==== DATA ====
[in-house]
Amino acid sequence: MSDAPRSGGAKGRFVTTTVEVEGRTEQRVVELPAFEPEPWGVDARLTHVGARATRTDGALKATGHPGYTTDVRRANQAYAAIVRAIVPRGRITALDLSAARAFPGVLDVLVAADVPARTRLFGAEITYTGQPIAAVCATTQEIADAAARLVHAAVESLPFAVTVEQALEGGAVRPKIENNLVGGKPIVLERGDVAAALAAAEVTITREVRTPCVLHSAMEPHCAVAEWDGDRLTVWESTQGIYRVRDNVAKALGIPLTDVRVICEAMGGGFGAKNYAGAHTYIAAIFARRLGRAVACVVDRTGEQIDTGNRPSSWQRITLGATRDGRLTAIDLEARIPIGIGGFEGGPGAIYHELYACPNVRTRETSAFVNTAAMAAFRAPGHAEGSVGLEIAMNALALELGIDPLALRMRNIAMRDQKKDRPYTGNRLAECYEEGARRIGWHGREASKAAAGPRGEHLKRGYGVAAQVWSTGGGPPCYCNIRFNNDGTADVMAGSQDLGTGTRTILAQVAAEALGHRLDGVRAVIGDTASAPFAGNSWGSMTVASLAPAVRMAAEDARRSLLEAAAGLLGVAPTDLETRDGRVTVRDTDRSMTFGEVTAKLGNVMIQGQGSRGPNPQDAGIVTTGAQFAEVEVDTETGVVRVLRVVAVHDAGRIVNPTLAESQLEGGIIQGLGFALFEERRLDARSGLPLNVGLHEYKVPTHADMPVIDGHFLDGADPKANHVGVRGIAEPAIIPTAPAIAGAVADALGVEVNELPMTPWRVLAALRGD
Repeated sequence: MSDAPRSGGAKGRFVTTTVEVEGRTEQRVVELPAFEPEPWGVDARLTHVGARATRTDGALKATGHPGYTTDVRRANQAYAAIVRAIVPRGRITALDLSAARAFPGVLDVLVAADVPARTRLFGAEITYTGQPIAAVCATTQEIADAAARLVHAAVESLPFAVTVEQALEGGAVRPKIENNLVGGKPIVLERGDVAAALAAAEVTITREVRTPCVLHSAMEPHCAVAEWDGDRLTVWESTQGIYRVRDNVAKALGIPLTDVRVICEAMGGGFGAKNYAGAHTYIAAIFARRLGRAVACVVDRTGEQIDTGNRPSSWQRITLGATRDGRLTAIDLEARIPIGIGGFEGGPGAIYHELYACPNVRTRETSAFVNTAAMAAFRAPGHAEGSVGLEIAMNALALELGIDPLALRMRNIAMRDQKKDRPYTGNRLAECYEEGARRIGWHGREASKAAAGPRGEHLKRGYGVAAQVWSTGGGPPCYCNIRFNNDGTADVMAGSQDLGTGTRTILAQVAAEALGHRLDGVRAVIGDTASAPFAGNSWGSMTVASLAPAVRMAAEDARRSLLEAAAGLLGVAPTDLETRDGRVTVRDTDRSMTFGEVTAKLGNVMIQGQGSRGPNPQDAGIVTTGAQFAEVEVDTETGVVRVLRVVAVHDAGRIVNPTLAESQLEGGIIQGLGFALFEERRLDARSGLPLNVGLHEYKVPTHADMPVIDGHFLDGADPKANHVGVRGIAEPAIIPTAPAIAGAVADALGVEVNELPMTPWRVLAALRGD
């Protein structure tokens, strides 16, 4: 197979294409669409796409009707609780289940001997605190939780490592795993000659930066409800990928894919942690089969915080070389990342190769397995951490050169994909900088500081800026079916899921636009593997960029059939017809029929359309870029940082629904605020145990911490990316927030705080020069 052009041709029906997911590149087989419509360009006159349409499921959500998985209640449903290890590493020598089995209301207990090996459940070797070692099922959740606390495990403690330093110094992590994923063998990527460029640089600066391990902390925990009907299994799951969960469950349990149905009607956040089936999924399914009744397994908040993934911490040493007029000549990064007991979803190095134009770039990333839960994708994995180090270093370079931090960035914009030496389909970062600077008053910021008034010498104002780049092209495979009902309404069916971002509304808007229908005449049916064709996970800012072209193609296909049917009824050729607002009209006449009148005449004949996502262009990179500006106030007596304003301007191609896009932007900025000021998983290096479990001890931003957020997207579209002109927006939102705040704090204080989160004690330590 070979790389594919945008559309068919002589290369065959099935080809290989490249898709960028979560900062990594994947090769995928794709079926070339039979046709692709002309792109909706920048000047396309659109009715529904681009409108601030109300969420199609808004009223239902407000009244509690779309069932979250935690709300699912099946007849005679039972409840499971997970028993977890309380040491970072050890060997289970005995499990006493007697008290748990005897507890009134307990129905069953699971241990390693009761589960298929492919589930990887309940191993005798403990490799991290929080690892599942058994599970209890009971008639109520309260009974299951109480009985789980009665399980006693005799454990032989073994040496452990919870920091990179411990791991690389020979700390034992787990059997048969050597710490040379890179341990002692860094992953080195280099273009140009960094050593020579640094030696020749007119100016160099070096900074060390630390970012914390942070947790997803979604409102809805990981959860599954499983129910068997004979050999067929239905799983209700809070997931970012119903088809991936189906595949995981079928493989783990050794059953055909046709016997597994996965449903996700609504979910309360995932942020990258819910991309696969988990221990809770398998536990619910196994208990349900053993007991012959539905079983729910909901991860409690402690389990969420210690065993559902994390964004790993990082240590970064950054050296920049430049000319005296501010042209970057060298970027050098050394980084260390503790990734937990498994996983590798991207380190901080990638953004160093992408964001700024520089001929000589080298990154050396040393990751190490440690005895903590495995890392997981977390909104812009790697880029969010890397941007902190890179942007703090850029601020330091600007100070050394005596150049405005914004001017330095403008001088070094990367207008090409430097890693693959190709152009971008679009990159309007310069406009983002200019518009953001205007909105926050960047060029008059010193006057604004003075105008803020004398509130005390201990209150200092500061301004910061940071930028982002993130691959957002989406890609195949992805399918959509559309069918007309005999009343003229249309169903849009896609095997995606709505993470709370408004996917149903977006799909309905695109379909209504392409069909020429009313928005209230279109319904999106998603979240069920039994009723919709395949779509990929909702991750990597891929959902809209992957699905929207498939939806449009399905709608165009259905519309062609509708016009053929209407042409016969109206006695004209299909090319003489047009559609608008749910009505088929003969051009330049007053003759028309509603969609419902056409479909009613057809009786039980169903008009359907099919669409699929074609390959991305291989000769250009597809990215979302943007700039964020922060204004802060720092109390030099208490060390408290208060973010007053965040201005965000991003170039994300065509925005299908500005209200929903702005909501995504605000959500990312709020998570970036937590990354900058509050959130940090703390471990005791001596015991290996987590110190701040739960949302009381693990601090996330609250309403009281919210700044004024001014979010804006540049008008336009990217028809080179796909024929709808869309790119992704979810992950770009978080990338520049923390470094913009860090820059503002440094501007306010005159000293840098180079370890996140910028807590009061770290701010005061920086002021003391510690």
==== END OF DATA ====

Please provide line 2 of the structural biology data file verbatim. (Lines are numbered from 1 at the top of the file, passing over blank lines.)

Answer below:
Amino acid sequence: MSDAPRSGGAKGRFVTTTVEVEGRTEQRVVELPAFEPEPWGVDARLTHVGARATRTDGALKATGHPGYTTDVRRANQAYAAIVRAIVPRGRITALDLSAARAFPGVLDVLVAADVPARTRLFGAEITYTGQPIAAVCATTQEIADAAARLVHAAVESLPFAVTVEQALEGGAVRPKIENNLVGGKPIVLERGDVAAALAAAEVTITREVRTPCVLHSAMEPHCAVAEWDGDRLTVWESTQGIYRVRDNVAKALGIPLTDVRVICEAMGGGFGAKNYAGAHTYIAAIFARRLGRAVACVVDRTGEQIDTGNRPSSWQRITLGATRDGRLTAIDLEARIPIGIGGFEGGPGAIYHELYACPNVRTRETSAFVNTAAMAAFRAPGHAEGSVGLEIAMNALALELGIDPLALRMRNIAMRDQKKDRPYTGNRLAECYEEGARRIGWHGREASKAAAGPRGEHLKRGYGVAAQVWSTGGGPPCYCNIRFNNDGTADVMAGSQDLGTGTRTILAQVAAEALGHRLDGVRAVIGDTASAPFAGNSWGSMTVASLAPAVRMAAEDARRSLLEAAAGLLGVAPTDLETRDGRVTVRDTDRSMTFGEVTAKLGNVMIQGQGSRGPNPQDAGIVTTGAQFAEVEVDTETGVVRVLRVVAVHDAGRIVNPTLAESQLEGGIIQGLGFALFEERRLDARSGLPLNVGLHEYKVPTHADMPVIDGHFLDGADPKANHVGVRGIAEPAIIPTAPAIAGAVADALGVEVNELPMTPWRVLAALRGD